Posted by: mikebackup | July 15, 2012

Being prophetic

Mark 6:14-29

New International Version – UK (NIVUK)

John the Baptist beheaded

14 King Herod heard about this, for Jesus’ name had become well known. Some were saying, ‘John the Baptist has been raised from the dead, and that is why miraculous powers are at work in him.’

15 Others said, ‘He is Elijah.’

And still others claimed, ‘He is a prophet, like one of the prophets of long ago.’

16 But when Herod heard this, he said, ‘John, whom I beheaded, has been raised from the dead!’

17 For Herod himself had given orders to have John arrested, and he had him bound and put in prison. He did this because of Herodias, his brother Philip’s wife, whom he had married. 18 For John had been saying to Herod, ‘It is not lawful for you to have your brother’s wife.’ 19 So Herodias nursed a grudge against John and wanted to kill him. But she was not able to, 20 because Herod feared John and protected him, knowing him to be a righteous and holy man. When Herod heard John, he was greatly puzzled; yet he liked to listen to him.

21 Finally the opportune time came. On his birthday Herod gave a banquet for his high officials and military commanders and the leading men of Galilee. 22 When the daughter of Herodias came in and danced, she pleased Herod and his dinner guests.

The king said to the girl, ‘Ask me for anything you want, and I’ll give it to you.’ 23 And he promised her with an oath, ‘Whatever you ask I will give you, up to half my kingdom.’

24 She went out and said to her mother, ‘What shall I ask for?’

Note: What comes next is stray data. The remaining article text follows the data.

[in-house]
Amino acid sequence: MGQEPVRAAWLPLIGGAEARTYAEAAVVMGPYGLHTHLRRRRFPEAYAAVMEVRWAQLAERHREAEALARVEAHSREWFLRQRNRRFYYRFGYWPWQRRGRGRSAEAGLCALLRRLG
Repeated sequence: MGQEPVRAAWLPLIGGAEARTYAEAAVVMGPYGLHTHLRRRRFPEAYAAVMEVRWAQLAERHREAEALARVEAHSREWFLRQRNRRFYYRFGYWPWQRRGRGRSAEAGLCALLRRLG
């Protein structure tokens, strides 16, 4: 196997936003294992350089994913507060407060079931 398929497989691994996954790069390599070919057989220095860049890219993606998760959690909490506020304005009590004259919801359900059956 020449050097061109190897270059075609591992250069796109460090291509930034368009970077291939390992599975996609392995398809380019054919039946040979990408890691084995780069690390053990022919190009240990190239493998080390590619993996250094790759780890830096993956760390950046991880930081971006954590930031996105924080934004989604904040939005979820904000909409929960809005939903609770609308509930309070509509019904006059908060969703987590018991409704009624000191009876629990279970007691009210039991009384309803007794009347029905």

‘The head of John the Baptist,’ she answered.

25 At once the girl hurried in to the king with the request: ‘I want you to give me right now the head of John the Baptist on a dish.’

26 The king was greatly distressed, but because of his oaths and his dinner guests, he did not want to refuse her. 27 So he immediately sent an executioner with orders to bring John’s head. The man went, beheaded John in the prison, 28 and brought back his head on a dish. He presented it to the girl, and she gave it to her mother. 29 On hearing of this, John’s disciples came and took his body and laid it in a tomb.

Do you like Shakespeare? Lisa and I have been frequent visitors to Stratford and have seen many a comedy and tragedy. Why does Shakespeare endure? Why do people spend years studying the texts, why do actors see playing a character in a Shakespearian play the pinnacle and gold standard of their profession? Well I think it’s because there’s something remarkably deep, enduring and the plays continue to speak in new ways. It’s the depth you find within the characters, conflicts, emotion, evil, goodness, madness and humour.
            The Bible is perhaps the ultimate collection of literature that has endured like no other and part of that is down to the same reason Shakespeare endures – they both provide telling insights into what it means to be human. When I studied this reading for today it struck me how Shakespearean it was with its brilliant layering of emotions and scheming – and of course it’s most definitely a tragedy.

We see the conflicting desires within Herod that lead to the death of John. It’s a study of the prophet’s rejection, looked at from Herod’s perspective, the one who abandons and destroys him.

  • Herod receives a series of messages:
    He hears the speculation about whether Jesus is Elijah or John raised from the dead.
  • This report leads into the story where Herod has been both troubled by John and has heard him gladly.
  • Herod hears his wife’s daughter’s terrible request for John’s head. These messages engage Herod at a deep level.